Looking for a win-win in Baghdad

By Eric Watkins

LOS ANGELES, May 23 – At today’s talks in Baghdad between Iran and the so-called P5+1 nations – the U.S., Britain, France, China, Russia, and Germany – the best outcome would be a win-win situation for both sides: one where everyone walks away victorious.

A victory for the P5+1 would be an outright agreement by Iran to allow inspectors into its nuclear facilities. A victory for Iran would be an outright agreement by the P5+1 to wind down the sanctions regime now facing Tehran. The question is: will a win-win be possible?

For Iran, ending the sanctions is a must. Already Tehran is facing such reduced sales of its oil that it must store its excess unsold production. Its shore-based storage is full, and its floating storage – very large crude carriers and other tankers – is rapidly filling up.

That may sound like a matter of comparative insignificance. But to anyone who knows the oil industry, Iran’s rapidly diminishing storage space represents the end game of the sanctions program. It means that, absent any place to store its unsold oil, Iran must stop production.


Shutting in production means first and foremost that Iran effectively closes down its one main source of income. Imagine the feeling that would arise on seeing the last wheel being turned to shut down the country’s main source of income for the better part of a century.

Appalling. That is the best word to describe the situation. Appalling. That is what the shutting down of Iran’s oil industry would be. Appalling. It would be tantamount to national suicide. It would be appalling for all of those reasons and more: once shut down, there’s no telling how quickly that industry might be able to restart.

That is the reality now staring Tehran’s leaders right in the face. And that reality has arrived due to the existing sanctions – not the ones scheduled to take effect on July 1 when the European Union’s go into full effect for the first time.

Nor have Tehran’s leaders contemplated the effect on their oil and gas industry of a completely new round of sanctions proposed this week by the United States Senate that would extend current measures to include any energy-related joint venture anywhere in the world in which Iranian entities are involved.


“It is the sense of Congress that the goal of compelling Iran to abandon efforts to acquire a nuclear weapons capability and other threatening activities can be effectively achieved through a comprehensive policy that includes economic sanctions, diplomacy, and military planning, capabilities and options,” the Senate measure said.

Senators emphasized solidarity with the White House by stating that their objective is “consistent with the one stated by President Barack Obama in the 2012 State of the Union Address: ‘Let there be no doubt: America is determined to prevent Iran from getting a nuclear weapon, and I will take no options off the table to achieve that goal’.”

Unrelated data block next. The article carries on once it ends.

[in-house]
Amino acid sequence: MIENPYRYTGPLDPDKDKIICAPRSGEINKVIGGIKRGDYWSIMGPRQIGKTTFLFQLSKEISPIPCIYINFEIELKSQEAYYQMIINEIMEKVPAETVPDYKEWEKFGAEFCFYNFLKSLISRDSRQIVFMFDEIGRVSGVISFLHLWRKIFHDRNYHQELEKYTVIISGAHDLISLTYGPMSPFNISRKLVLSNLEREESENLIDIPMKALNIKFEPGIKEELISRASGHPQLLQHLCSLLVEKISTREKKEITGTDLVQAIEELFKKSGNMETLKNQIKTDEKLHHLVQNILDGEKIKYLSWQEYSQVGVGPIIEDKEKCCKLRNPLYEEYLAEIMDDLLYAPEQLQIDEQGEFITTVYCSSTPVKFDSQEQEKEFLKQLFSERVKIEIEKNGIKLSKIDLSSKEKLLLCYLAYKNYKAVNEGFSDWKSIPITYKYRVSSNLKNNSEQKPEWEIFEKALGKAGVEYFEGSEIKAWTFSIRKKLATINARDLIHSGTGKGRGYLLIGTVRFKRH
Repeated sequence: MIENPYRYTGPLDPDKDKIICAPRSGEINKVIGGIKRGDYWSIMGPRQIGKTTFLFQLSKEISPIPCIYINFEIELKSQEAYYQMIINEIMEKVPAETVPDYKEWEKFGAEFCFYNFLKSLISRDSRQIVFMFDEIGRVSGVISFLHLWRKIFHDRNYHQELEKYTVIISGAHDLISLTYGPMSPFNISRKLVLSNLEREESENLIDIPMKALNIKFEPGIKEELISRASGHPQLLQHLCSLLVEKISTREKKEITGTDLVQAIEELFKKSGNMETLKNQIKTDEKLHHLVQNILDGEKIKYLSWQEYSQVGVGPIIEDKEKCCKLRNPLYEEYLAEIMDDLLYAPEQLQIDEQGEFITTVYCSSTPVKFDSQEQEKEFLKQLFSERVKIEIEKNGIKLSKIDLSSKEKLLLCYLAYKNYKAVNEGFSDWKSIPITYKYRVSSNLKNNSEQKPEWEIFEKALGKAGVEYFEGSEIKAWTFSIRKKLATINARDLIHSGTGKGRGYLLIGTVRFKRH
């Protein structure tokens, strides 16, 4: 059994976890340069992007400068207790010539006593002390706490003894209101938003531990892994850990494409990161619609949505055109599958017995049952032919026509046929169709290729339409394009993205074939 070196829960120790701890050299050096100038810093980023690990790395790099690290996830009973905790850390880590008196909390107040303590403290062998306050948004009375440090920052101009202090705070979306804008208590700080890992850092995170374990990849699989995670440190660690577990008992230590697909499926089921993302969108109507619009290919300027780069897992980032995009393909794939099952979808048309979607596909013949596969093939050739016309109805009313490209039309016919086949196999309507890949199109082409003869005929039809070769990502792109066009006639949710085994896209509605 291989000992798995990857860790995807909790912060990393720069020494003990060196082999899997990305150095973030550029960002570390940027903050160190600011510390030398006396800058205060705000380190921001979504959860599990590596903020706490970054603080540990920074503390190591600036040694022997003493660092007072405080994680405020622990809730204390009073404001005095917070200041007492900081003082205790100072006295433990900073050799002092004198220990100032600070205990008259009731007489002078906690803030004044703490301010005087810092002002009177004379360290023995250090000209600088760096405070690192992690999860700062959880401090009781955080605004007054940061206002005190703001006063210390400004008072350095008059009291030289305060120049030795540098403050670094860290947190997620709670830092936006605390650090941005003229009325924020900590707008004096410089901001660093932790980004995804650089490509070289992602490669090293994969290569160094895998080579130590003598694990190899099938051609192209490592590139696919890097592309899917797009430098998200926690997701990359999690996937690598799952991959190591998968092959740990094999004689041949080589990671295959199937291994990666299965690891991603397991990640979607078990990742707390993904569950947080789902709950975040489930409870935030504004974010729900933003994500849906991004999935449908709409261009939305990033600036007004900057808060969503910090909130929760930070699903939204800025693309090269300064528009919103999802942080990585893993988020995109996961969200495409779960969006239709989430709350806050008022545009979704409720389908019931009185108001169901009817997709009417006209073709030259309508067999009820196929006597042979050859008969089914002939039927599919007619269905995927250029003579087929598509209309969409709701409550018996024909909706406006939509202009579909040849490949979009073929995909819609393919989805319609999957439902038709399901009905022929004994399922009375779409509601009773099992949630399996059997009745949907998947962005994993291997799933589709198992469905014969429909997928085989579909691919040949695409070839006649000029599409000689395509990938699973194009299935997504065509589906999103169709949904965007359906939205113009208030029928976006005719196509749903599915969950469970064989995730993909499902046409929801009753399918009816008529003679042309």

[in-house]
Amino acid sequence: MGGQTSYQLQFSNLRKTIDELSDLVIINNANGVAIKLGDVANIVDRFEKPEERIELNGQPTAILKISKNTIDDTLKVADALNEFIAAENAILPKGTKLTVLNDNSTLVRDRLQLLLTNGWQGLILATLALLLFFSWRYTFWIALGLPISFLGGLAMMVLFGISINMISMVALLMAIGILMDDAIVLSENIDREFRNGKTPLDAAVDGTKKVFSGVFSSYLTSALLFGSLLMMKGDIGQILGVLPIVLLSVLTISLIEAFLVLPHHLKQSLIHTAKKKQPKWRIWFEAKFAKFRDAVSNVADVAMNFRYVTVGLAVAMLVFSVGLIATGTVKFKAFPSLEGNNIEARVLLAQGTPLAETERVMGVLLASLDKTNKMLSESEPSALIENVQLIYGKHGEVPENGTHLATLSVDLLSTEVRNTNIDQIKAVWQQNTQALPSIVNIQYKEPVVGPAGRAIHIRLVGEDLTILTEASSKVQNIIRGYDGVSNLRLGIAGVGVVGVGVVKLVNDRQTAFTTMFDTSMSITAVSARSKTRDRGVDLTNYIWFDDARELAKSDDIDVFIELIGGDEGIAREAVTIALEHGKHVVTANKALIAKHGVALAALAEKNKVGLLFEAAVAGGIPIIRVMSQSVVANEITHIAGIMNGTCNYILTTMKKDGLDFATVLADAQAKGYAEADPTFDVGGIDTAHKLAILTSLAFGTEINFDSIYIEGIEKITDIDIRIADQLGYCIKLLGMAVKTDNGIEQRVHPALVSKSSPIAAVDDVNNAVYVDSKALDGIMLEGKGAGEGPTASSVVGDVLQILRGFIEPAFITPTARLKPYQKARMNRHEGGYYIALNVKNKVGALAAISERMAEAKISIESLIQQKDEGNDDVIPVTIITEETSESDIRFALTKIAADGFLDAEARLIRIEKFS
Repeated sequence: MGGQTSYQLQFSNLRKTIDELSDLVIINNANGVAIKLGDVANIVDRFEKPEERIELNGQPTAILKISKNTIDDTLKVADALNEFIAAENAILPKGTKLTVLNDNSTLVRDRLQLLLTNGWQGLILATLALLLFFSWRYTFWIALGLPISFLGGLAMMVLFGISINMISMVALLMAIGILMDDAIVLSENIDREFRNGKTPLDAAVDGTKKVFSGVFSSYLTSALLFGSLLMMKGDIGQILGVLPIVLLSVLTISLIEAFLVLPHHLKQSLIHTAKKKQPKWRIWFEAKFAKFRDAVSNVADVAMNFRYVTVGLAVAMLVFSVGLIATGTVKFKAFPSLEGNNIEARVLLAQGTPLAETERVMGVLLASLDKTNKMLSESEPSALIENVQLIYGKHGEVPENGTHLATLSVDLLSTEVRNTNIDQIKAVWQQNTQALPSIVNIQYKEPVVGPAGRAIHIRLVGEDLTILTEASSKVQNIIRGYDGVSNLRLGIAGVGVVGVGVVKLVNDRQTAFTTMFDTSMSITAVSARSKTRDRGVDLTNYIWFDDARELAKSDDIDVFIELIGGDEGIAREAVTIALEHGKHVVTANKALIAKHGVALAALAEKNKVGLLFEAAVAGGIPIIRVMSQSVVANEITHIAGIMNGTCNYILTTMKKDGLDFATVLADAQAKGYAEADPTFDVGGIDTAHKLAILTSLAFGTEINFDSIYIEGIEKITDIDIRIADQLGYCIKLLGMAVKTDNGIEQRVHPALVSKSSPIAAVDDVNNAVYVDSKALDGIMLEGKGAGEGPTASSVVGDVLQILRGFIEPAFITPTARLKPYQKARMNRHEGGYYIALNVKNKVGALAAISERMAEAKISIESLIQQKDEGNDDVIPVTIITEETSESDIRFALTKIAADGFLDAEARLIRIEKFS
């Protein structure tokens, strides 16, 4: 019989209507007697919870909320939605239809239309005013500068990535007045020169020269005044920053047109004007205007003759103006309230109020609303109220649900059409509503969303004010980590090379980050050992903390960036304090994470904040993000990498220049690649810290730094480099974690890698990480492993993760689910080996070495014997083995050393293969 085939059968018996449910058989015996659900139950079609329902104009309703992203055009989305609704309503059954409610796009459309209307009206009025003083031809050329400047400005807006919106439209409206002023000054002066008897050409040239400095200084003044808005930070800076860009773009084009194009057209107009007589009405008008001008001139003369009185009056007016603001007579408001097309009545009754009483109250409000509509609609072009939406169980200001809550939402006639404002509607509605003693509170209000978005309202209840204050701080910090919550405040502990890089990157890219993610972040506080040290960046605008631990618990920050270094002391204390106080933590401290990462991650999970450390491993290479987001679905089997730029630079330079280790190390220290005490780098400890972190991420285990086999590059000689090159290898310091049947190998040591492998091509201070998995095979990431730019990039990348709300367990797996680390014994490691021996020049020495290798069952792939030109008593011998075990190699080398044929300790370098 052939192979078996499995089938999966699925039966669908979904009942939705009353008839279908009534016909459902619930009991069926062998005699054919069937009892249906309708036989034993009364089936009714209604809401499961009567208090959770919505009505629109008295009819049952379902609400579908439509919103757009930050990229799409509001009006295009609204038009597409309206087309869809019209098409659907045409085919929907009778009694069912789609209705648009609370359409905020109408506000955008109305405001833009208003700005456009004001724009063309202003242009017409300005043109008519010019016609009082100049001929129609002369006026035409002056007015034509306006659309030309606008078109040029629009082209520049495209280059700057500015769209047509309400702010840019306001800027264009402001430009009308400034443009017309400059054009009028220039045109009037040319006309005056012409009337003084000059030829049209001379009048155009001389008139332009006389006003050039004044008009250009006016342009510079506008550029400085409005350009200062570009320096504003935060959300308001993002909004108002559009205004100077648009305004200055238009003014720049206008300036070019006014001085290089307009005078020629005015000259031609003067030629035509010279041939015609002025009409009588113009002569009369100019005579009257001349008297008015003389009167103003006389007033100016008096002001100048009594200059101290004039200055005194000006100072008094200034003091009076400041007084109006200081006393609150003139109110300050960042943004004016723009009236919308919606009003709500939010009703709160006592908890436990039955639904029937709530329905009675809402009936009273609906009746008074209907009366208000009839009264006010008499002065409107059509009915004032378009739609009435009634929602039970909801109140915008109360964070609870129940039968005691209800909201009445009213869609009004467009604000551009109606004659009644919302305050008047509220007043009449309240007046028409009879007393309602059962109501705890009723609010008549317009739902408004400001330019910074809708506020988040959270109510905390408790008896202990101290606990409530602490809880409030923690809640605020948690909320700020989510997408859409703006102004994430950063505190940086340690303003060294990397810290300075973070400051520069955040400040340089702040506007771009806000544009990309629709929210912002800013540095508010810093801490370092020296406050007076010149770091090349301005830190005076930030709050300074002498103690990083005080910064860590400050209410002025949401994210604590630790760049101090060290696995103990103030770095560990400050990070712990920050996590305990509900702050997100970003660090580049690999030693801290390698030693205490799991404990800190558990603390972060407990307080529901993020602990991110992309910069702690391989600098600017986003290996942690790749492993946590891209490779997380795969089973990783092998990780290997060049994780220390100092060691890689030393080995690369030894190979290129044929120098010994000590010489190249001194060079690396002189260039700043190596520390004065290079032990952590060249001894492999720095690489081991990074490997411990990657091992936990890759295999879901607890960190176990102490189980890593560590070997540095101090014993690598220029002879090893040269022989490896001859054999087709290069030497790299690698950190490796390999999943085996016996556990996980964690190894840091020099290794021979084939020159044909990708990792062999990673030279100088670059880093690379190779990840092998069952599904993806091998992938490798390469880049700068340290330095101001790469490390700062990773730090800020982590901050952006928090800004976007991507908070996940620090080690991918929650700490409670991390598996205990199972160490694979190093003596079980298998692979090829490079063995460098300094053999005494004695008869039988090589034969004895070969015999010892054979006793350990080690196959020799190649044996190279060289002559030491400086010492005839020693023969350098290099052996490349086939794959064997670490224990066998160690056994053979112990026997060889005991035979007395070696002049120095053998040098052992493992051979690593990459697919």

The Senate measure does not authorize the use of military force against either Iran or its ally Syria, which is under a separate set of sanctions for its repression of anti-government protests.

In a word, the measure leaves Iran to understand that the United States Senators believe in the strength of his sanctions plan and do not need to threaten war to achieve their aims.


Senate Banking Committee Chairman Tim Johnson, Democrat-South Dakota, made that view clear in a statement after the vote.

“With these new sanctions, as negotiations on Iran’s nuclear program are renewed this week in Baghdad, we are reminding Iran’s military and political leaders that they must make a clear choice,” said Johnson.

“They can come clean on their nuclear program, and end the suppression of their people and stop supporting terrorist activities around the globe. Or they can continue to face sustained multilateral economic and diplomatic pressure, and deepen their international isolation,” he added.

The U.S. and its allies are clearly resolved to disallow Tehran the option of nuclear weapons – weapons that Tehran has long insisted form no part of its nuclear program. It has always claimed to be interested only in atoms for peace.


Tehran can make good on that insistence in Baghdad.

Tehran can walk away from the table a winner today. It need only agree to a full and complete inspection of its nuclear facilities, an inspection that would enable a victory for all parties.

The U.S. and its allies would see an end to their concerns over nuclear weapons in the wrong hands, while Tehran could openly have the nuclear facilities it has always said it wants.

That sounds like a win-win.

© Glamma Productions Inc. 2012

About Eric Watkins

Eric Watkins is a consultant specializing in oil diplomacy. A former journalist, Mr. Watkins's work has appeared in numerous leading publications including The Wall Street Journal, The Economist, The Financial Times, and specialist media such as Oil & Gas Journal, Middle East Economic Survey (MEES), and Lloyd's List.
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2 Responses to Looking for a win-win in Baghdad

  1. Mike Smith says:

    Iran is “negotiating” with the Obama’s team from the hope a dope playbook ala the Vietnam Paris peace talks. The purpose is to buy time so that they, Iran, can complete their critical nuclear weapons component development plan knowing that over time the West will loss it’s resolve and they, Iran, can simply build the weapons like North Korea did and then say Up Yours. Any ink lauding the “peace talks” “fresh talks” is aiding Iran and it’s regime.

    • Eric Watkins says:

      The negotiators do seem aware of this, and are not prepared to lift the sanctions at all at the moment. Nor should they. Iran is feeling the pinch of sanctions, and the pinch will get worse before it gets better.

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